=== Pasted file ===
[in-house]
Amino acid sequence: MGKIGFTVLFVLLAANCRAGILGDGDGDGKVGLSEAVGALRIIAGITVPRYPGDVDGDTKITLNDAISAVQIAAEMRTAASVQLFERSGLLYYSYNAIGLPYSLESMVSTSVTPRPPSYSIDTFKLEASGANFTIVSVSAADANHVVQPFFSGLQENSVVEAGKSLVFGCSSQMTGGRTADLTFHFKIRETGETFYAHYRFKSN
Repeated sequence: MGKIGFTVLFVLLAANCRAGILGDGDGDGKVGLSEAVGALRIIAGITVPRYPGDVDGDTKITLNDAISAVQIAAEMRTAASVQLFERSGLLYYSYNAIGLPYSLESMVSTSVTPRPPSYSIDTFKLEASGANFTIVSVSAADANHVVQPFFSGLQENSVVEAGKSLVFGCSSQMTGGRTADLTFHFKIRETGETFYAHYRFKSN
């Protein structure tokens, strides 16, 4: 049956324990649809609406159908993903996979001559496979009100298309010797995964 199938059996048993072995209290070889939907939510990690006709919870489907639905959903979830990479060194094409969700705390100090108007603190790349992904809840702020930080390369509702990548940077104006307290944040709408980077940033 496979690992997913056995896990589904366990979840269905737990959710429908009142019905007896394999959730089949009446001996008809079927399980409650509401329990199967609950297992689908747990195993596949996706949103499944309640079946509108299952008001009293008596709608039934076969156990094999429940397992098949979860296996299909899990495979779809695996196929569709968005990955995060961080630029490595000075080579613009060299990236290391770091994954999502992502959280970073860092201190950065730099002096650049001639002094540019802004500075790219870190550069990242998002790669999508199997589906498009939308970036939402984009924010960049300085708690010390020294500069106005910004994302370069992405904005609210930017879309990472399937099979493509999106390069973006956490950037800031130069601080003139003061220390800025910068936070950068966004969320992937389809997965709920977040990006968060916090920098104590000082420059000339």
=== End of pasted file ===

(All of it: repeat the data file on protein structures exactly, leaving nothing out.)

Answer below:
[in-house]
Amino acid sequence: MGKIGFTVLFVLLAANCRAGILGDGDGDGKVGLSEAVGALRIIAGITVPRYPGDVDGDTKITLNDAISAVQIAAEMRTAASVQLFERSGLLYYSYNAIGLPYSLESMVSTSVTPRPPSYSIDTFKLEASGANFTIVSVSAADANHVVQPFFSGLQENSVVEAGKSLVFGCSSQMTGGRTADLTFHFKIRETGETFYAHYRFKSN
Repeated sequence: MGKIGFTVLFVLLAANCRAGILGDGDGDGKVGLSEAVGALRIIAGITVPRYPGDVDGDTKITLNDAISAVQIAAEMRTAASVQLFERSGLLYYSYNAIGLPYSLESMVSTSVTPRPPSYSIDTFKLEASGANFTIVSVSAADANHVVQPFFSGLQENSVVEAGKSLVFGCSSQMTGGRTADLTFHFKIRETGETFYAHYRFKSN
């Protein structure tokens, strides 16, 4: 049956324990649809609406159908993903996979001559496979009100298309010797995964 199938059996048993072995209290070889939907939510990690006709919870489907639905959903979830990479060194094409969700705390100090108007603190790349992904809840702020930080390369509702990548940077104006307290944040709408980077940033 496979690992997913056995896990589904366990979840269905737990959710429908009142019905007896394999959730089949009446001996008809079927399980409650509401329990199967609950297992689908747990195993596949996706949103499944309640079946509108299952008001009293008596709608039934076969156990094999429940397992098949979860296996299909899990495979779809695996196929569709968005990955995060961080630029490595000075080579613009060299990236290391770091994954999502992502959280970073860092201190950065730099002096650049001639002094540019802004500075790219870190550069990242998002790669999508199997589906498009939308970036939402984009924010960049300085708690010390020294500069106005910004994302370069992405904005609210930017879309990472399937099979493509999106390069973006956490950037800031130069601080003139003061220390800025910068936070950068966004969320992937389809997965709920977040990006968060916090920098104590000082420059000339």